This weekend we have once again, in the UK, seen the best and the worst of humankind. Another appalling attack but amazing stories from those who helped with the aftermath. Along with a wonderful concert organised by Ariana Grande to benefit those hit by the previous attack, just twelve days before. It is hard to find the words to describe how this rollercoaster of events makes us feel, isn't it?
We want to know what happened during the attacks but we are scared and upset by the media coverage. We enjoy the concert but feel dreadful about the reasons it has been put on and guilty that so many will not have seen it because they've lost their lives. We know that those who carry out the attacks must feel angry and desperate in order to do such things but we cannot condone their methods. We want to be tolerant of all religions and sections of society. But it is difficult not to be fearful of what might happen next.
And on top of that, we have to vote in an election this week. An election which has been called on the back of another kind of huge division within our country. With an electoral system which does not make most of us feel that our votes count.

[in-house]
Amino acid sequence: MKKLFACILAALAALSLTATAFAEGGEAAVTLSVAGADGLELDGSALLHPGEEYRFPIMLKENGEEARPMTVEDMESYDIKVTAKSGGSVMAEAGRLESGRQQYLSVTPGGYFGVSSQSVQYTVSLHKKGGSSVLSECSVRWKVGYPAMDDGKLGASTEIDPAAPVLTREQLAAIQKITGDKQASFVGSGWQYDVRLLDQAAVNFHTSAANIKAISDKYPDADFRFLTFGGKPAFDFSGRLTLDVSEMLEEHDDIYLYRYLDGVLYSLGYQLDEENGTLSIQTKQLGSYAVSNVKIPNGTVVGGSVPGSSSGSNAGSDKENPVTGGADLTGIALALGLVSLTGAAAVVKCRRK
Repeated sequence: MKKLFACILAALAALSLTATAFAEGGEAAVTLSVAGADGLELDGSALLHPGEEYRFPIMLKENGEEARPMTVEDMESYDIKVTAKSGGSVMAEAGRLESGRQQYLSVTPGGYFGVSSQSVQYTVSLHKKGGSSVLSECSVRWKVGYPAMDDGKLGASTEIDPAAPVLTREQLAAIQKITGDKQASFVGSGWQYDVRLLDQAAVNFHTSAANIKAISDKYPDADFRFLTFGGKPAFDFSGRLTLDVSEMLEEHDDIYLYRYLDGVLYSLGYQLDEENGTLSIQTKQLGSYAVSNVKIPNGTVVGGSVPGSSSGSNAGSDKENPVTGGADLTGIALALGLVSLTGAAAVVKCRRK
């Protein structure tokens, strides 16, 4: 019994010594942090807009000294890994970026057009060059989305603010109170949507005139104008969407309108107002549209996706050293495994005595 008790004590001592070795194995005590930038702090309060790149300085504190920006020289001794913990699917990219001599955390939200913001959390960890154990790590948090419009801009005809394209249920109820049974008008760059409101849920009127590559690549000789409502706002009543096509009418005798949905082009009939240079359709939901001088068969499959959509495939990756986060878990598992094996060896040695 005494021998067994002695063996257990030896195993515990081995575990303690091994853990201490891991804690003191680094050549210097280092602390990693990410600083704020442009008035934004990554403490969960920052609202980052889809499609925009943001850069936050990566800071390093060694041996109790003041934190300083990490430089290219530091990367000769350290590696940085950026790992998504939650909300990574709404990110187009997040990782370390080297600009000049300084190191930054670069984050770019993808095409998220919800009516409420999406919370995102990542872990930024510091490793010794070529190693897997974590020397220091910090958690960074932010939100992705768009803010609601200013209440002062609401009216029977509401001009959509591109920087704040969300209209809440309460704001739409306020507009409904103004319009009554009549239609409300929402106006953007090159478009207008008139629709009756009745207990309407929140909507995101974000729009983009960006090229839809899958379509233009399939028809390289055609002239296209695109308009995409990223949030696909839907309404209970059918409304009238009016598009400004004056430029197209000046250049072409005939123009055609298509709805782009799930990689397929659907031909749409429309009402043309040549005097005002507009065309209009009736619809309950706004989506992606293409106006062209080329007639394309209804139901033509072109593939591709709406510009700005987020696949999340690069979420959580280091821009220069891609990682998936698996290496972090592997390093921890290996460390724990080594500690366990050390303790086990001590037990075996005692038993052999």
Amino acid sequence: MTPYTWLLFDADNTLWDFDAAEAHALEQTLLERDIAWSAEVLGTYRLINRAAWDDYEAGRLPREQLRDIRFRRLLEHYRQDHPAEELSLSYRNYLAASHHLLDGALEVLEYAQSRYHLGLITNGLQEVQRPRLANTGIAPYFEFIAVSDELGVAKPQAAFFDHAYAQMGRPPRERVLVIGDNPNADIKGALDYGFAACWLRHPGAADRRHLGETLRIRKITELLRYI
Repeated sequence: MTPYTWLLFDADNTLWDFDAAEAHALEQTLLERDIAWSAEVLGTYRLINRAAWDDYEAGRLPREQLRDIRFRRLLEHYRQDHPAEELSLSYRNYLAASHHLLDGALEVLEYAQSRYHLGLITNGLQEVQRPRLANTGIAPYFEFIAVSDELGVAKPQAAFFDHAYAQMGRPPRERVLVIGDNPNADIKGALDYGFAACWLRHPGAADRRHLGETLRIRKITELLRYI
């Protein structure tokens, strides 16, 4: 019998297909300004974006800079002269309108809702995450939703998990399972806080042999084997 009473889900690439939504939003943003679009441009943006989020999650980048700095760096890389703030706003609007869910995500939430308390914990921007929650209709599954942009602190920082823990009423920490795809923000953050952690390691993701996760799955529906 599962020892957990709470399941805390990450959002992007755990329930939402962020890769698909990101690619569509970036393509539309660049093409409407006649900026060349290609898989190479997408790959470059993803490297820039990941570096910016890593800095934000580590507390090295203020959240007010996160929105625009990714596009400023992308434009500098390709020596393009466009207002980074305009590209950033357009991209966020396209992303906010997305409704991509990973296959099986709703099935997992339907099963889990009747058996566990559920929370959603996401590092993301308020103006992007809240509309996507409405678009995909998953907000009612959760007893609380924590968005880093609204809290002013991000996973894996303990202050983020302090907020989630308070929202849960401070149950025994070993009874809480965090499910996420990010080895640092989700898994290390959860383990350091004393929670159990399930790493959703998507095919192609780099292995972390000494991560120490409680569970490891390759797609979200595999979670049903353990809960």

I believe we must still very definitely vote for the benefit of the many and not just the few, though. We must not vote for a party which will destroy our health, social care and education systems just because they might appear to talk tougher about security in the wake of the recent tragic incidents.
These hideous attacks are carried out by the very few and they affect relatively few (although that is not to in any way lessen the awful suffering, I know). The emergency services are already stretched by such incidents. What will it be like if the NHS has been allow to crumble and we are still dealing with such events? And how will we begin to talk to the coming generation of disenfranchised and frustrated young men and women who will carry out future attacks if they cannot receive decent education, social support? To say nothing of the funding needed for community policing - not just firearms.
Now, more than ever, we need a cohesive and supportive society. One which benefits as many of us as possible. It is ordinary people who are bearing the brunt of the attacks, it is state-funded services which are dealing with the aftermath.
I sometimes include an element of family history in my blog posts. This is not one of them. But it is, once again, about the world our descendants will face. And we must take that responsibility seriously.